Credit: Image Courtesy: NASA Worldview, Earth Observing System Data and Information System (EOSDIS)
NASA’s Terra satellite obtained visible imagery of Potential Tropical Cyclone 9 after it moved into the Eastern Caribbean Sea and continued bringing heavy rainfall and gusty winds to the Leeward Islands, the U.S. and British Virgin Islands and Puerto Rico.
Warnings and Watches Abound
The National Hurricane Center has issued a number of warnings and watches associated with this potential tropical cyclone. A Tropical Storm Warning is in effect for Puerto Rico, Vieques, Culebra, the U.S. Virgin Islands, the British Virgin Islands, Montserrat, St. Kitts, Nevis, and Anguilla, St. Martin, and St. Barthelemy, Saba and St. Eustatius, St. Maarten, the Dominican Republic’s entire southern and northern coastlines, the north coast of Haiti from Le Mole St Nicholas eastward to the northern border with the Dominican Republic, the Turks and Caicos Islands and the southeastern Bahamas including the Acklins, Crooked Island, Long Cay, the Inaguas, Mayaguana, and the Ragged Islands.
A Tropical Storm Watch is in effect for the central Bahamas, including Cat Island, the Exumas, Long Island, Rum Cay, and San Salvador.
Circulation Not Yet Well Defined on NASA Imagery
The Moderate Resolution Imaging Spectroradiometer or MODIS instrument that flies aboard NASA’s Terra satellite captured a visible image of Potential Tropical Cyclone 9 on July 29 at 11:20 a.m. EDT (1520 UTC). The image showed strong thunderstorms around the center of circulation and in fragmented bands northeast and southwest of the center. Deep convection has consolidated and there is some evidence of banding over the northern and western portions of the large circulation.
At 11 a.m. EDT, National Hurricane Center (NHC) forecaster Daniel Brown noted, “Surface observations from the Lesser Antilles show that the broader circulation of the disturbance has become slightly better defined but a recent Air Force Reserve reconnaissance aircraft was still unable to find a well-defined circulation. Therefore, the system has not yet become a tropical cyclone.”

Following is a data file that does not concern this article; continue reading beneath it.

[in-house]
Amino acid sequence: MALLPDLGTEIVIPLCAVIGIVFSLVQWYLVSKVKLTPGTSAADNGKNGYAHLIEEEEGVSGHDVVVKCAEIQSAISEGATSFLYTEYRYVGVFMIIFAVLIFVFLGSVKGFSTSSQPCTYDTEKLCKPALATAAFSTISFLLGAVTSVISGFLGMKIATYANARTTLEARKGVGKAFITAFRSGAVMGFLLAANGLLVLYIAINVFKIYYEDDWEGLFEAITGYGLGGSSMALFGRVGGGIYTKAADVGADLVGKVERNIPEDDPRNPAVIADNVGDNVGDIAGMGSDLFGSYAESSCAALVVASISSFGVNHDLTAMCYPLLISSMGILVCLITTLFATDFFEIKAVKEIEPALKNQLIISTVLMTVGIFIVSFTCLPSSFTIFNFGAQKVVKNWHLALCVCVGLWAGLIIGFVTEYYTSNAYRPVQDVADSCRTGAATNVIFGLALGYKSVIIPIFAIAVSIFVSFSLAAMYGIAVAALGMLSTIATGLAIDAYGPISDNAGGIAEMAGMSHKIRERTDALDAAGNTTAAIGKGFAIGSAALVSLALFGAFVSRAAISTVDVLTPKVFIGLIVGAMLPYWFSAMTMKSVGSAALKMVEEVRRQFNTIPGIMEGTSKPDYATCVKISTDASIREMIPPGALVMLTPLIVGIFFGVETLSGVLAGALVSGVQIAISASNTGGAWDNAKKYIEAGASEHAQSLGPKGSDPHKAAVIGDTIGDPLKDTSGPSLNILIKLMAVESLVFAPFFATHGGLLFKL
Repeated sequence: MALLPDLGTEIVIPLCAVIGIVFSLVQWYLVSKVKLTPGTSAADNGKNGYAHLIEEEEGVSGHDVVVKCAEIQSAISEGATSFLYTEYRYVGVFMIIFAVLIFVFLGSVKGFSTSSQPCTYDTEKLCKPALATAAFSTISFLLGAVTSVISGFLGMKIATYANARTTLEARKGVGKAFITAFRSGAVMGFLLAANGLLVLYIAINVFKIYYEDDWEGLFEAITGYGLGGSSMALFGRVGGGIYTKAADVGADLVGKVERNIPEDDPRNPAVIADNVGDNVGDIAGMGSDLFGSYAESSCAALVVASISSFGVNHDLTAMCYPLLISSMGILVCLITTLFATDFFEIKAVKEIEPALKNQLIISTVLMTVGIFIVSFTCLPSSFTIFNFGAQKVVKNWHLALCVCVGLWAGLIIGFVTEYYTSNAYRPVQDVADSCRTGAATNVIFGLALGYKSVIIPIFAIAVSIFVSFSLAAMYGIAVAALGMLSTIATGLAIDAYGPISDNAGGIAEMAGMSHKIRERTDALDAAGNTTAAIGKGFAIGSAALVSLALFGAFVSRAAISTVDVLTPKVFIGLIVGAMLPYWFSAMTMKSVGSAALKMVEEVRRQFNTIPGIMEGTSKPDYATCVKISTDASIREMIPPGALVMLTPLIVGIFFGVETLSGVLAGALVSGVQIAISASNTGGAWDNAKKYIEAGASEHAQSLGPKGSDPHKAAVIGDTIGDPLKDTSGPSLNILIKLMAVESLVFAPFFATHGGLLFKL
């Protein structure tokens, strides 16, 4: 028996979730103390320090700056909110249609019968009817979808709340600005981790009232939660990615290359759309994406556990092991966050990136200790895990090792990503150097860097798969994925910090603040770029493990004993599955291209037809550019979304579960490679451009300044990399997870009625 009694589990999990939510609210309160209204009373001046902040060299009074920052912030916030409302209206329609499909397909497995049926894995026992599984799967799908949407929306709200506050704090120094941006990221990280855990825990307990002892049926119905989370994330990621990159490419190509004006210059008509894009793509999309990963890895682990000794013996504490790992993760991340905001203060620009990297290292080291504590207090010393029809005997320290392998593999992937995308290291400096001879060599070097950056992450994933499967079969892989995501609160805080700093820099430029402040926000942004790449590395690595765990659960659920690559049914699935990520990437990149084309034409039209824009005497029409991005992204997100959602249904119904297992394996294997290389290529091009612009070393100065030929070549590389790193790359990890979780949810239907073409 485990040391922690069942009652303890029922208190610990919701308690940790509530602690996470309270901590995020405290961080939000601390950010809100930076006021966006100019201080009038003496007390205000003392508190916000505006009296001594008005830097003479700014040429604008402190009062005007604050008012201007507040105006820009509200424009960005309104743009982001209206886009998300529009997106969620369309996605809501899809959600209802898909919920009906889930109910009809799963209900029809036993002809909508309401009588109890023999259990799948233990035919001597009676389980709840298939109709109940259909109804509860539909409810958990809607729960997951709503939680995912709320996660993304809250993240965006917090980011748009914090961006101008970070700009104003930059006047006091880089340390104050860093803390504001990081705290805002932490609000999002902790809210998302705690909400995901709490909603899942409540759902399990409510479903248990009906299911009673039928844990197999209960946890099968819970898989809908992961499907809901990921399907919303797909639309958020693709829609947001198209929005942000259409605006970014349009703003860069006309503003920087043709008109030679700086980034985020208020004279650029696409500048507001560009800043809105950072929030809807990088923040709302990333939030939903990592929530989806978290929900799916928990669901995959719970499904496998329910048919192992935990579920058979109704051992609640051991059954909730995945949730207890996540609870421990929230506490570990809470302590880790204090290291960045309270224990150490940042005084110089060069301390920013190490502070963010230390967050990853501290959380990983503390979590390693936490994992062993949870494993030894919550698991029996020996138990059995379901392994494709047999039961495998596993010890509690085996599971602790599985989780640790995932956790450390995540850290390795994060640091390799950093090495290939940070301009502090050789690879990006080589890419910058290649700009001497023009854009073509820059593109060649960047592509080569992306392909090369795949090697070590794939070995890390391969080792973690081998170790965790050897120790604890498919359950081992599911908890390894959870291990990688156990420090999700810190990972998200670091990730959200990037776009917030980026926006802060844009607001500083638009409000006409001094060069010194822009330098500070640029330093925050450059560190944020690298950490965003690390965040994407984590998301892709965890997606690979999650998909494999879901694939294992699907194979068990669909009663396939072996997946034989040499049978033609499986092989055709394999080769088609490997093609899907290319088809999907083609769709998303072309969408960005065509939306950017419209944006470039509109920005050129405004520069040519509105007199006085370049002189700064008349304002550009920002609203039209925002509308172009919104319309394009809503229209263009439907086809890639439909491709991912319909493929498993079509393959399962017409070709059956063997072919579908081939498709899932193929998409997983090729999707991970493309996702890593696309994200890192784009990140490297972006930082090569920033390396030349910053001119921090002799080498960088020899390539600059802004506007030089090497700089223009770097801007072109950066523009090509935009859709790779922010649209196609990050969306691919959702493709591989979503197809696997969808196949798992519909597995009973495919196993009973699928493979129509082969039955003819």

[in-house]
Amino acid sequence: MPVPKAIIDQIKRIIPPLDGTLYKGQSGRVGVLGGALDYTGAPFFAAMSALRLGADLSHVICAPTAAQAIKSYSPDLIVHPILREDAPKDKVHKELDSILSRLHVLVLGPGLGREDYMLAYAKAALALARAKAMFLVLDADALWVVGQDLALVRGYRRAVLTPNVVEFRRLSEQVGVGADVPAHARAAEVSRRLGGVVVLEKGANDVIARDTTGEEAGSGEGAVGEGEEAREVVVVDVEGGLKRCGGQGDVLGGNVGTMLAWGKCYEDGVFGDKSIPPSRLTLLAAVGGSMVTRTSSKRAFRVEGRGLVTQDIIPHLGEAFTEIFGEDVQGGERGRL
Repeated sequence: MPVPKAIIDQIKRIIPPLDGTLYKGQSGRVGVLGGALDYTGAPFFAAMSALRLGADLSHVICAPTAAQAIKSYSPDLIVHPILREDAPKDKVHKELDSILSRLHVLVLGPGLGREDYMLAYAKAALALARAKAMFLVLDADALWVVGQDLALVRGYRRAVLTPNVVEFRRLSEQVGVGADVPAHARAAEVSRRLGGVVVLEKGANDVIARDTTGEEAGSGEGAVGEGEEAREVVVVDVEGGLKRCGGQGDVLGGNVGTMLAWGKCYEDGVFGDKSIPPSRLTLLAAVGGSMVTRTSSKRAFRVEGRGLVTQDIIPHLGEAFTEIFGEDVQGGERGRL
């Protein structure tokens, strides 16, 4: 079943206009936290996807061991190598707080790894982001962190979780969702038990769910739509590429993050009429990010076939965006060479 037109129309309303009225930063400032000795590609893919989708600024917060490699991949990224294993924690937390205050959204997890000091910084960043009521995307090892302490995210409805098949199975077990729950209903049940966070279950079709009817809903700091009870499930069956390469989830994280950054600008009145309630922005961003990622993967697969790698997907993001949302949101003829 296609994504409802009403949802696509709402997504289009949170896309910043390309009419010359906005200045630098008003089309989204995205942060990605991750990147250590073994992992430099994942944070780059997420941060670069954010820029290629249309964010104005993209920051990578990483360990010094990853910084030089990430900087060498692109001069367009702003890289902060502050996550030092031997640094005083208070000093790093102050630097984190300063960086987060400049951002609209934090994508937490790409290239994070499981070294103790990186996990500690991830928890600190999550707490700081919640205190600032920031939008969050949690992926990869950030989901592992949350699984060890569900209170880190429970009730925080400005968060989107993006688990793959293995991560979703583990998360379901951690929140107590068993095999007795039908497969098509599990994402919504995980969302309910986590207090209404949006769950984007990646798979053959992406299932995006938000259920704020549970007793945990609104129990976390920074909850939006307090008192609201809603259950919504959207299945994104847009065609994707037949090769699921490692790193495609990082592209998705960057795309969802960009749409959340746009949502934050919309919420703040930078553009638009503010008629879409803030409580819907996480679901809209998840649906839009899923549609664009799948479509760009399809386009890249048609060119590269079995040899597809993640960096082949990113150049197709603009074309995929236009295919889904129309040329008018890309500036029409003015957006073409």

Potential Tropical Cyclone 9’s Current Status at 2 p.m. EDT
At 2 p.m. EDT (1800 UTC), the disturbance was centered near latitude 16.2 degrees north and longitude 64.7 degrees west. The system is moving toward the west-northwest near 23 mph (37 kph), and this general motion with a reduction in forward speed is expected over the next few days. NHC noted the maximum sustained winds are near 45 mph (75 kph) with higher gusts. Some increase in strength is forecast through tonight, with weakening likely on Thursday due to land interaction. Some re-strengthening is possible by this weekend. The estimated minimum central pressure is 1006 millibars.
Environmental conditions are expected to be conducive to additional development, and a tropical storm is forecast to form later today or tonight. NHC said the formation chance through 48 hours remains high at 90 percent.
The Forecast Track
The NHC forecast calls for the low pressure area to strengthen into a tropical storm later in the day on July 29, 2020. If it does, it would be renamed Isaias.
On the forecast track, the system will move near or just south of Puerto Rico later today and tonight, near or over Hispaniola on Thursday, and near or over eastern Cuba on Friday. It is then forecast to cross the Dominican Republic and Haiti, and proceed northwest over eastern Cuba, heading toward the Florida Keys.
NASA’s Terra satellite is one in a fleet of NASA satellites that provide data for hurricane research.
Tropical cyclones/hurricanes are the most powerful weather events on Earth. NASA’s expertise in space and scientific exploration contributes to essential services provided to the American people by other federal agencies, such as hurricane weather forecasting.
For updated forecasts, visit: http://www.
By Rob Gutro
NASA’s Goddard Space Flight Center